• In a Monday press briefing, State Department spokesman Mark Toner requested that the contents of the Abbottabad report investigating the circumstances of Osama bin Laden’s presence in the town before his death in May 2011 be made public. He said that it would be important for both the American and Pakistani public to see the contents of the report once it has been finalized, adding that “we share a profound interest in what kinds of support networks Bin Laden may have had.”[vi] 


  • Unidentified gunmen pulled over a bus in Balochistan and kidnapped seven people on Tuesday. The van was traveling from Quetta to a nearby town called Sibi. Police have claimed that “the unknown gunmen took those they had abducted into the mountains…and no-one has so far claimed responsibility for the abduction.”[vii]

  • An improvised explosive device (IED) detonated by remote control injured four Frontier Constabulary personnel on the outskirts of Peshawar on Tuesday. A security official said that the bomb went off as the personnel were “taking positions on Aziz Market’s Faqirabad Chowk.”[viii]

Election-Rigging Case

  • In response to Pakistan Muslim League-Nawaz leader Chaudhry Nisar’s opposition to the Federal Investigation Agency (FIA) taking charge of recovering funds received from the military and Inter-Services Intelligence (ISI), Information Minister Qamar Zaman Kaira said that the Supreme Court and not the government had ordered the FIA to recover the funds. Nisar had asked for an independently-formed commission to do so; it is unclear if that request will be granted.[ix]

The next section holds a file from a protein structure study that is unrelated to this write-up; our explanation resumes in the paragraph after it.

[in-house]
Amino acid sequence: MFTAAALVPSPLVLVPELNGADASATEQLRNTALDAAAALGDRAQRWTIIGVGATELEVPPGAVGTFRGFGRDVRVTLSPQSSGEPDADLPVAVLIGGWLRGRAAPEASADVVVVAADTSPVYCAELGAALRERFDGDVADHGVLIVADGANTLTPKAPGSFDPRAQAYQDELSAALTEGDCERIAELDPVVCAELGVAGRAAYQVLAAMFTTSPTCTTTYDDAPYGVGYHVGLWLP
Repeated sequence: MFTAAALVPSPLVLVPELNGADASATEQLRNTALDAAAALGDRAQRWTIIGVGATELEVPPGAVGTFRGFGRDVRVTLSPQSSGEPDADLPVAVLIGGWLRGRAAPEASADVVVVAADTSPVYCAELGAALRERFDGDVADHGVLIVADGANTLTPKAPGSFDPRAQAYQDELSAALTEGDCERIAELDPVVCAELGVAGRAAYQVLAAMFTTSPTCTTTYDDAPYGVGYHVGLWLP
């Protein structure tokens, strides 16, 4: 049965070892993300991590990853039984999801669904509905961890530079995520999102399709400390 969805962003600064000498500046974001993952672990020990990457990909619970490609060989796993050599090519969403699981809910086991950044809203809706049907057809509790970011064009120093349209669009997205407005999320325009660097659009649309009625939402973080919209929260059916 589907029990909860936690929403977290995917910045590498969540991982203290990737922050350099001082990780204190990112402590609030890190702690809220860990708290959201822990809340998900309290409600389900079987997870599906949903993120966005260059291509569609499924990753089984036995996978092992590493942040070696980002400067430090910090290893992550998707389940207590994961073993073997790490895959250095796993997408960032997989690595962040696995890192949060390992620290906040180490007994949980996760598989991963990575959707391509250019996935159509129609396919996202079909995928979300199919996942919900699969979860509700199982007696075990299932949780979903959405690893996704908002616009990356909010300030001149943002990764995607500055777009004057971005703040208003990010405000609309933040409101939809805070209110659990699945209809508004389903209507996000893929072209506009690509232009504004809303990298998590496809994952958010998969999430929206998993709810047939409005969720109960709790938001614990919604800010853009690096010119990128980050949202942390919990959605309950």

Karachi Unrest

  • In September 2011, the Supreme Court took suo moto action on a case regarding the rampant violence in Karachi and police force corruption, slamming the Sindh Government for taking inadequate measures against target killings and extortion. The Supreme Court ordered the government to put together an investigative report on the situation, which it presented today. The Court was dissatisfied with the report and criticized the Sindh government for not doing more to control criminal behavior. The judges added that high-ranking officials should stop traveling the city with squads of police for their own protection and instead let the police “do their jobs” protecting the community.[x]


[i] “Use of Shamsi for drone attacks had Pak approval: Defence Secretary,” Geo, October 22, 2012. Available at
[ii] Kamran Yousaf, “Pakistan and Afghanistan militaries to work more closely,” Express Tribune, October 23, 2012. Available at
[iii] Baqir Sajjad Syed, “’Onus of reviving peace talks on Kabul,’” Dawn, October 22, 2012. Available at
[iv] Tom Wright, “Saudi Arabia Uses India to Balance Pakistan,” Wall Street Journal, October 23, 2012. Available at:
[v] “Bin Laden would have escaped if Pakistan permission sought: Obama,” Reuters, October 23, 2012. Available at; Anwar Iqbal, “’It’s not time to divorce Pakistan,’” Dawn, October 23, 2012. Available at
[vi] Huma Imtiaz, “Commission says no one knew about bin Laden hiding in Abbottabad: Report,” Express Tribune, October 22, 2012. Available at:
[vii] “Pakistan bus passengers are abducted by unknown gunmen,” BBC, October 23, 2012. Available at
[viii] “Blast in Peshawar injuries four FC soldiers,” Dawn, October 23, 2012. Available at
[ix] “SC not government ordered FIA to investigate Asghar Khan case: Kaira,” Geo News, October 23, 2012. Available at:
[x] Qaiser Zulfiqar, “Karachi suo moto: Verdict out,” Express Tribune, October 6, 2012. Available at:; “Karachi unrest case: SC displeased with Sindh government report,” Express Tribune, October 23, 2012. Available at: